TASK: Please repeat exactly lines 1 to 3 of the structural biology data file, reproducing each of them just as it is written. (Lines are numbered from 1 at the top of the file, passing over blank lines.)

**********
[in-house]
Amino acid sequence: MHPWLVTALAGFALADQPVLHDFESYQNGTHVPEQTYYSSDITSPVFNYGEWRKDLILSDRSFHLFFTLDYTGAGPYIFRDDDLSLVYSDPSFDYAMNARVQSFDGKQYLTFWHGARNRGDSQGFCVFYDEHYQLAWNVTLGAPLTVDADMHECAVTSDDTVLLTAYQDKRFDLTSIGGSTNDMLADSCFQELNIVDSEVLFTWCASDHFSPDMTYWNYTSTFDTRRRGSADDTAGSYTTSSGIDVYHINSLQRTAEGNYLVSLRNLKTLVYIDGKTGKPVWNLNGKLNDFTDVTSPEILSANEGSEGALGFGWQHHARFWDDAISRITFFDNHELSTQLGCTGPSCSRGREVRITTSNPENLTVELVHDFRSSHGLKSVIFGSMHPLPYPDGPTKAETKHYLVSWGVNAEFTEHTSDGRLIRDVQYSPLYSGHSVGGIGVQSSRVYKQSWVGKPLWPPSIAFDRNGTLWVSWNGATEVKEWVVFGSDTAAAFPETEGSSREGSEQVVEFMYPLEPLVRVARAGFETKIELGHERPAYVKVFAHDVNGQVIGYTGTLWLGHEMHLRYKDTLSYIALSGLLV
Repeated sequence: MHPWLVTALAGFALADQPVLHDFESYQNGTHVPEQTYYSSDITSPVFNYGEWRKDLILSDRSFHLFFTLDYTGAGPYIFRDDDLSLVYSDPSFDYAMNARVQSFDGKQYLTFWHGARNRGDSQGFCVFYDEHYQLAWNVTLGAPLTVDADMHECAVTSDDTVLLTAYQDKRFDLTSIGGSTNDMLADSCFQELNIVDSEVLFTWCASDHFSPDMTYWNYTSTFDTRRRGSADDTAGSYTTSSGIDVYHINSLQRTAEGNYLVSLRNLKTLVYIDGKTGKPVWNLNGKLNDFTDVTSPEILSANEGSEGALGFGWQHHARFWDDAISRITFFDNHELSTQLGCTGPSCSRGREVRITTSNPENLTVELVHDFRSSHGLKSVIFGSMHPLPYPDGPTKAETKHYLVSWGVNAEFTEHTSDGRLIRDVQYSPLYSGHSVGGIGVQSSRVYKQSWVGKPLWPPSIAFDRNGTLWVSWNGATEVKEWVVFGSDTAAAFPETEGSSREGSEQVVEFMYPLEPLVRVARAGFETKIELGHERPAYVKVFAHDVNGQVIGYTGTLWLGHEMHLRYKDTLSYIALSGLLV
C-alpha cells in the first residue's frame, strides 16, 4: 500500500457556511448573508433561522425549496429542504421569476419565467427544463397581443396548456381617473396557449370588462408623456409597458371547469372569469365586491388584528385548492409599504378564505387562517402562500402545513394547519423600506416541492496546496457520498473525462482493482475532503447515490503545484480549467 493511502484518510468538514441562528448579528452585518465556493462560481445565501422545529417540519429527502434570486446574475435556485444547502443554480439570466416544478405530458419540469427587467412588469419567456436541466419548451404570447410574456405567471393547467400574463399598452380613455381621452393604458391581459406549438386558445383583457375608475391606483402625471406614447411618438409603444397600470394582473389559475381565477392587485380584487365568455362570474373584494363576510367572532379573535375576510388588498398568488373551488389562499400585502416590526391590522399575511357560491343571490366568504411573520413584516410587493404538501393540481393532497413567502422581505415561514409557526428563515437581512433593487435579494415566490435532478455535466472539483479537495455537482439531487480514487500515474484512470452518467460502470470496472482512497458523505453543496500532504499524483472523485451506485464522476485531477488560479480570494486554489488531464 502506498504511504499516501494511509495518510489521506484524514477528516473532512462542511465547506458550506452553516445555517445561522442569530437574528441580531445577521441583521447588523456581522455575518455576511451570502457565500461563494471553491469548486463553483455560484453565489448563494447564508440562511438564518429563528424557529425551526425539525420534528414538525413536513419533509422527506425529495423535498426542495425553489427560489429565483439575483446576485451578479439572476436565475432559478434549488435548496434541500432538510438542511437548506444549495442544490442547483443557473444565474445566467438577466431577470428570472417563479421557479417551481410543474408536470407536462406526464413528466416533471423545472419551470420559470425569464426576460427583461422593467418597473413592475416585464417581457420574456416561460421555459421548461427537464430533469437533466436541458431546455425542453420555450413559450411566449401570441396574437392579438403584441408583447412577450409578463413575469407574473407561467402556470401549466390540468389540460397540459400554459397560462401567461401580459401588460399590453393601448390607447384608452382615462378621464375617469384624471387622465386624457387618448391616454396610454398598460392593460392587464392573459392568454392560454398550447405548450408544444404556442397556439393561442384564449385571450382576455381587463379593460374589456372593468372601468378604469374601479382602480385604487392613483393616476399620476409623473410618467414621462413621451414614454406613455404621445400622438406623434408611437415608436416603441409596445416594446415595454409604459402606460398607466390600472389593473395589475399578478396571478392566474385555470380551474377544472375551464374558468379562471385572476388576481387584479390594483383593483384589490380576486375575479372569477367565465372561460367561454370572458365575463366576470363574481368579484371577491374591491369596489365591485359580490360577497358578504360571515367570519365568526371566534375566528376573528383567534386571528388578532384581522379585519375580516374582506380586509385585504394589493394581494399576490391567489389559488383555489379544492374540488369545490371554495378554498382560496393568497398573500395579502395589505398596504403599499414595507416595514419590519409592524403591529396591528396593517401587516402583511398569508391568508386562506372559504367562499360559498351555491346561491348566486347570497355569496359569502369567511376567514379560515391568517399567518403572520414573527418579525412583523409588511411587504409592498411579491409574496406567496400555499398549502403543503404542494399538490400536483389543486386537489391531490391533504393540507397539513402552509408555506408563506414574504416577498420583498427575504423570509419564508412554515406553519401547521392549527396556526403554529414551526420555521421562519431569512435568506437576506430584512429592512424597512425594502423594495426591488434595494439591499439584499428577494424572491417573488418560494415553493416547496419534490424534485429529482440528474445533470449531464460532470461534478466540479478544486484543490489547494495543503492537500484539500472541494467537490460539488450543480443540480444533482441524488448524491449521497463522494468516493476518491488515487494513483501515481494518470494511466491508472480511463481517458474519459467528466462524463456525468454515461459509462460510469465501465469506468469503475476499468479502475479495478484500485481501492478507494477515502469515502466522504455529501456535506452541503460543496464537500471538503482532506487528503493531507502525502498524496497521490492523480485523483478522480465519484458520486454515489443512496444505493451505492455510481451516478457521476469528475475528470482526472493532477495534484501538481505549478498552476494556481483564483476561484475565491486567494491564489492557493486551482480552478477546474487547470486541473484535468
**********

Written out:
[in-house]
Amino acid sequence: MHPWLVTALAGFALADQPVLHDFESYQNGTHVPEQTYYSSDITSPVFNYGEWRKDLILSDRSFHLFFTLDYTGAGPYIFRDDDLSLVYSDPSFDYAMNARVQSFDGKQYLTFWHGARNRGDSQGFCVFYDEHYQLAWNVTLGAPLTVDADMHECAVTSDDTVLLTAYQDKRFDLTSIGGSTNDMLADSCFQELNIVDSEVLFTWCASDHFSPDMTYWNYTSTFDTRRRGSADDTAGSYTTSSGIDVYHINSLQRTAEGNYLVSLRNLKTLVYIDGKTGKPVWNLNGKLNDFTDVTSPEILSANEGSEGALGFGWQHHARFWDDAISRITFFDNHELSTQLGCTGPSCSRGREVRITTSNPENLTVELVHDFRSSHGLKSVIFGSMHPLPYPDGPTKAETKHYLVSWGVNAEFTEHTSDGRLIRDVQYSPLYSGHSVGGIGVQSSRVYKQSWVGKPLWPPSIAFDRNGTLWVSWNGATEVKEWVVFGSDTAAAFPETEGSSREGSEQVVEFMYPLEPLVRVARAGFETKIELGHERPAYVKVFAHDVNGQVIGYTGTLWLGHEMHLRYKDTLSYIALSGLLV
Repeated sequence: MHPWLVTALAGFALADQPVLHDFESYQNGTHVPEQTYYSSDITSPVFNYGEWRKDLILSDRSFHLFFTLDYTGAGPYIFRDDDLSLVYSDPSFDYAMNARVQSFDGKQYLTFWHGARNRGDSQGFCVFYDEHYQLAWNVTLGAPLTVDADMHECAVTSDDTVLLTAYQDKRFDLTSIGGSTNDMLADSCFQELNIVDSEVLFTWCASDHFSPDMTYWNYTSTFDTRRRGSADDTAGSYTTSSGIDVYHINSLQRTAEGNYLVSLRNLKTLVYIDGKTGKPVWNLNGKLNDFTDVTSPEILSANEGSEGALGFGWQHHARFWDDAISRITFFDNHELSTQLGCTGPSCSRGREVRITTSNPENLTVELVHDFRSSHGLKSVIFGSMHPLPYPDGPTKAETKHYLVSWGVNAEFTEHTSDGRLIRDVQYSPLYSGHSVGGIGVQSSRVYKQSWVGKPLWPPSIAFDRNGTLWVSWNGATEVKEWVVFGSDTAAAFPETEGSSREGSEQVVEFMYPLEPLVRVARAGFETKIELGHERPAYVKVFAHDVNGQVIGYTGTLWLGHEMHLRYKDTLSYIALSGLLV